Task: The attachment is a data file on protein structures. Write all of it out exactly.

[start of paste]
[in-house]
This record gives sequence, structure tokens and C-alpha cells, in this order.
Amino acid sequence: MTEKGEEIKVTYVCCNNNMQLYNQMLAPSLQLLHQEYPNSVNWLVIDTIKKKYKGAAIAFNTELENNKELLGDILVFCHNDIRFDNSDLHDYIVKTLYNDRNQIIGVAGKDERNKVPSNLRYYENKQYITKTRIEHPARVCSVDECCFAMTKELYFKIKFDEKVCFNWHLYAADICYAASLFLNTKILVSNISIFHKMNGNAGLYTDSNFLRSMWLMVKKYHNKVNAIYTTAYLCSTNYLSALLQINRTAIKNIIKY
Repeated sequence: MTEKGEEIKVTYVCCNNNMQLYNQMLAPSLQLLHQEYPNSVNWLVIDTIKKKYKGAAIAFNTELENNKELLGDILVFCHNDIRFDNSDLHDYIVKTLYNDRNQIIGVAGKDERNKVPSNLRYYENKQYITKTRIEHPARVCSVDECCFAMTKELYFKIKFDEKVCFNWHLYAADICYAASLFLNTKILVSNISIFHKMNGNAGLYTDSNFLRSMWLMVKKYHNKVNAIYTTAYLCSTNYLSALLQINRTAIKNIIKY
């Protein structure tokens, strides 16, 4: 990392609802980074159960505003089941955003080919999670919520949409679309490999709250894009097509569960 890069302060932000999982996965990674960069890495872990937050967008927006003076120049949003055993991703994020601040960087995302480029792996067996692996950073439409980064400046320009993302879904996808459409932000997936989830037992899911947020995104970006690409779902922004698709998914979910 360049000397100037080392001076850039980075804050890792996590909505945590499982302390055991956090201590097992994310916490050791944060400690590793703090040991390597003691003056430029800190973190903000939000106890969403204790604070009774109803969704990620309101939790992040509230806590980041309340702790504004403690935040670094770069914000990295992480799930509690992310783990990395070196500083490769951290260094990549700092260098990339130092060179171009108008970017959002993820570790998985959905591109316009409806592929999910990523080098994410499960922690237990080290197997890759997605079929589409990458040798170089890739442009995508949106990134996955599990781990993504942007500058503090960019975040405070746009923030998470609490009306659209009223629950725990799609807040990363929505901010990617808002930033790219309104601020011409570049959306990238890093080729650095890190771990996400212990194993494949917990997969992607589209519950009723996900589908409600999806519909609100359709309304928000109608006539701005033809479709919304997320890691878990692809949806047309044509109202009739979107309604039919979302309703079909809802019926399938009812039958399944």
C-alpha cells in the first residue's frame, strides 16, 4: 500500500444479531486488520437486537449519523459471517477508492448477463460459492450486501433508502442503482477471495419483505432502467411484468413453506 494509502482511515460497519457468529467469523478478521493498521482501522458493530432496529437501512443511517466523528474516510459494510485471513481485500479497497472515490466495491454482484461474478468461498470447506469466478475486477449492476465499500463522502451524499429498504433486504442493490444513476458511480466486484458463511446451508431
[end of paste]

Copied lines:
[in-house]
This record gives sequence, structure tokens and C-alpha cells, in this order.
Amino acid sequence: MTEKGEEIKVTYVCCNNNMQLYNQMLAPSLQLLHQEYPNSVNWLVIDTIKKKYKGAAIAFNTELENNKELLGDILVFCHNDIRFDNSDLHDYIVKTLYNDRNQIIGVAGKDERNKVPSNLRYYENKQYITKTRIEHPARVCSVDECCFAMTKELYFKIKFDEKVCFNWHLYAADICYAASLFLNTKILVSNISIFHKMNGNAGLYTDSNFLRSMWLMVKKYHNKVNAIYTTAYLCSTNYLSALLQINRTAIKNIIKY
Repeated sequence: MTEKGEEIKVTYVCCNNNMQLYNQMLAPSLQLLHQEYPNSVNWLVIDTIKKKYKGAAIAFNTELENNKELLGDILVFCHNDIRFDNSDLHDYIVKTLYNDRNQIIGVAGKDERNKVPSNLRYYENKQYITKTRIEHPARVCSVDECCFAMTKELYFKIKFDEKVCFNWHLYAADICYAASLFLNTKILVSNISIFHKMNGNAGLYTDSNFLRSMWLMVKKYHNKVNAIYTTAYLCSTNYLSALLQINRTAIKNIIKY
């Protein structure tokens, strides 16, 4: 990392609802980074159960505003089941955003080919999670919520949409679309490999709250894009097509569960 890069302060932000999982996965990674960069890495872990937050967008927006003076120049949003055993991703994020601040960087995302480029792996067996692996950073439409980064400046320009993302879904996808459409932000997936989830037992899911947020995104970006690409779902922004698709998914979910 360049000397100037080392001076850039980075804050890792996590909505945590499982302390055991956090201590097992994310916490050791944060400690590793703090040991390597003691003056430029800190973190903000939000106890969403204790604070009774109803969704990620309101939790992040509230806590980041309340702790504004403690935040670094770069914000990295992480799930509690992310783990990395070196500083490769951290260094990549700092260098990339130092060179171009108008970017959002993820570790998985959905591109316009409806592929999910990523080098994410499960922690237990080290197997890759997605079929589409990458040798170089890739442009995508949106990134996955599990781990993504942007500058503090960019975040405070746009923030998470609490009306659209009223629950725990799609807040990363929505901010990617808002930033790219309104601020011409570049959306990238890093080729650095890190771990996400212990194993494949917990997969992607589209519950009723996900589908409600999806519909609100359709309304928000109608006539701005033809479709919304997320890691878990692809949806047309044509109202009739979107309604039919979302309703079909809802019926399938009812039958399944």
C-alpha cells in the first residue's frame, strides 16, 4: 500500500444479531486488520437486537449519523459471517477508492448477463460459492450486501433508502442503482477471495419483505432502467411484468413453506 494509502482511515460497519457468529467469523478478521493498521482501522458493530432496529437501512443511517466523528474516510459494510485471513481485500479497497472515490466495491454482484461474478468461498470447506469466478475486477449492476465499500463522502451524499429498504433486504442493490444513476458511480466486484458463511446451508431